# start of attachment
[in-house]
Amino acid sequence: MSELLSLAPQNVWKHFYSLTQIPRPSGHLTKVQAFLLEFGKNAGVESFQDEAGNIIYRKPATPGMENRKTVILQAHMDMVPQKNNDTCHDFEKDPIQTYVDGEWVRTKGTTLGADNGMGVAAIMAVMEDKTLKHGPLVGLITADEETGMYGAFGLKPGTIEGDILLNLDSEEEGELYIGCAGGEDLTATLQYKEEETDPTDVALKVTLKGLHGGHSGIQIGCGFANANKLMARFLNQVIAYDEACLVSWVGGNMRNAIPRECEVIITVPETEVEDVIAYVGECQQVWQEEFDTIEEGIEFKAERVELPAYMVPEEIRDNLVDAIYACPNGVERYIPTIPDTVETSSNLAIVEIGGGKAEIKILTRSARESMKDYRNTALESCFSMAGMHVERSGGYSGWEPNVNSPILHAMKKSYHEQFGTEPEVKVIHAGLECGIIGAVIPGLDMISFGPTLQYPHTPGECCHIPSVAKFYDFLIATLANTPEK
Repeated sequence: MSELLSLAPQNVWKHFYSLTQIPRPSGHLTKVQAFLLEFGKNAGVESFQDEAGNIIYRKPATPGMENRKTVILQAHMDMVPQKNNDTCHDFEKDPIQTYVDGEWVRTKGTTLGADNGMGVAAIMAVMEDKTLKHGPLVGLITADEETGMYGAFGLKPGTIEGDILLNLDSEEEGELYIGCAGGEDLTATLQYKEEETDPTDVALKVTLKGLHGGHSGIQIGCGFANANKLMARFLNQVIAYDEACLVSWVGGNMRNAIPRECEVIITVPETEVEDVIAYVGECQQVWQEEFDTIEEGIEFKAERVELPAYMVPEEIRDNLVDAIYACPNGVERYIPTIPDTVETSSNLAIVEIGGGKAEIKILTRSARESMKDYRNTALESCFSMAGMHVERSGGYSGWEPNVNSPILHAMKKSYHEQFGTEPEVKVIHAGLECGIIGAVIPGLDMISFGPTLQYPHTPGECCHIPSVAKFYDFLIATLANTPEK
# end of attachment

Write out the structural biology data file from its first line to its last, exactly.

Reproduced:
[in-house]
Amino acid sequence: MSELLSLAPQNVWKHFYSLTQIPRPSGHLTKVQAFLLEFGKNAGVESFQDEAGNIIYRKPATPGMENRKTVILQAHMDMVPQKNNDTCHDFEKDPIQTYVDGEWVRTKGTTLGADNGMGVAAIMAVMEDKTLKHGPLVGLITADEETGMYGAFGLKPGTIEGDILLNLDSEEEGELYIGCAGGEDLTATLQYKEEETDPTDVALKVTLKGLHGGHSGIQIGCGFANANKLMARFLNQVIAYDEACLVSWVGGNMRNAIPRECEVIITVPETEVEDVIAYVGECQQVWQEEFDTIEEGIEFKAERVELPAYMVPEEIRDNLVDAIYACPNGVERYIPTIPDTVETSSNLAIVEIGGGKAEIKILTRSARESMKDYRNTALESCFSMAGMHVERSGGYSGWEPNVNSPILHAMKKSYHEQFGTEPEVKVIHAGLECGIIGAVIPGLDMISFGPTLQYPHTPGECCHIPSVAKFYDFLIATLANTPEK
Repeated sequence: MSELLSLAPQNVWKHFYSLTQIPRPSGHLTKVQAFLLEFGKNAGVESFQDEAGNIIYRKPATPGMENRKTVILQAHMDMVPQKNNDTCHDFEKDPIQTYVDGEWVRTKGTTLGADNGMGVAAIMAVMEDKTLKHGPLVGLITADEETGMYGAFGLKPGTIEGDILLNLDSEEEGELYIGCAGGEDLTATLQYKEEETDPTDVALKVTLKGLHGGHSGIQIGCGFANANKLMARFLNQVIAYDEACLVSWVGGNMRNAIPRECEVIITVPETEVEDVIAYVGECQQVWQEEFDTIEEGIEFKAERVELPAYMVPEEIRDNLVDAIYACPNGVERYIPTIPDTVETSSNLAIVEIGGGKAEIKILTRSARESMKDYRNTALESCFSMAGMHVERSGGYSGWEPNVNSPILHAMKKSYHEQFGTEPEVKVIHAGLECGIIGAVIPGLDMISFGPTLQYPHTPGECCHIPSVAKFYDFLIATLANTPEK